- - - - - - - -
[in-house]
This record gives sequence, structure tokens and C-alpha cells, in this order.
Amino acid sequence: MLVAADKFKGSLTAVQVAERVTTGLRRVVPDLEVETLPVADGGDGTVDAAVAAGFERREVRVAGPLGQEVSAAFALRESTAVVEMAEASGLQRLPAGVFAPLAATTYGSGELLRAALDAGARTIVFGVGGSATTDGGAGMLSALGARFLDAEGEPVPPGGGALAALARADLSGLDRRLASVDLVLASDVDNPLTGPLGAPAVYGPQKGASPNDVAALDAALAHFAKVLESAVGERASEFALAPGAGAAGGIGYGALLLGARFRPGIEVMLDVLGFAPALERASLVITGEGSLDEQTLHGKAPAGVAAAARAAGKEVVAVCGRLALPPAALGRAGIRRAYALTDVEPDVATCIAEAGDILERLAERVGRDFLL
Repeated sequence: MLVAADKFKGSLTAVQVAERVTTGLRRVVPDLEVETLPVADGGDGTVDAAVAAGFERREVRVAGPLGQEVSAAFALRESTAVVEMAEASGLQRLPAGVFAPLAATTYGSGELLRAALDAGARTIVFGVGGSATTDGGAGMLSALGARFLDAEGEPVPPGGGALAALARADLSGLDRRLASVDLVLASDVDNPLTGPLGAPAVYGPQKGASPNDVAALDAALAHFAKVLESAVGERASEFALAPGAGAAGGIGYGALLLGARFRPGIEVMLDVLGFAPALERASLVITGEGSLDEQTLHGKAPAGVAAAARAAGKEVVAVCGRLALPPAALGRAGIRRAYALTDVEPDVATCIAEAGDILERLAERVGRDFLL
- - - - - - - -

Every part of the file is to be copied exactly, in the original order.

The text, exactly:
[in-house]
This record gives sequence, structure tokens and C-alpha cells, in this order.
Amino acid sequence: MLVAADKFKGSLTAVQVAERVTTGLRRVVPDLEVETLPVADGGDGTVDAAVAAGFERREVRVAGPLGQEVSAAFALRESTAVVEMAEASGLQRLPAGVFAPLAATTYGSGELLRAALDAGARTIVFGVGGSATTDGGAGMLSALGARFLDAEGEPVPPGGGALAALARADLSGLDRRLASVDLVLASDVDNPLTGPLGAPAVYGPQKGASPNDVAALDAALAHFAKVLESAVGERASEFALAPGAGAAGGIGYGALLLGARFRPGIEVMLDVLGFAPALERASLVITGEGSLDEQTLHGKAPAGVAAAARAAGKEVVAVCGRLALPPAALGRAGIRRAYALTDVEPDVATCIAEAGDILERLAERVGRDFLL
Repeated sequence: MLVAADKFKGSLTAVQVAERVTTGLRRVVPDLEVETLPVADGGDGTVDAAVAAGFERREVRVAGPLGQEVSAAFALRESTAVVEMAEASGLQRLPAGVFAPLAATTYGSGELLRAALDAGARTIVFGVGGSATTDGGAGMLSALGARFLDAEGEPVPPGGGALAALARADLSGLDRRLASVDLVLASDVDNPLTGPLGAPAVYGPQKGASPNDVAALDAALAHFAKVLESAVGERASEFALAPGAGAAGGIGYGALLLGARFRPGIEVMLDVLGFAPALERASLVITGEGSLDEQTLHGKAPAGVAAAARAAGKEVVAVCGRLALPPAALGRAGIRRAYALTDVEPDVATCIAEAGDILERLAERVGRDFLL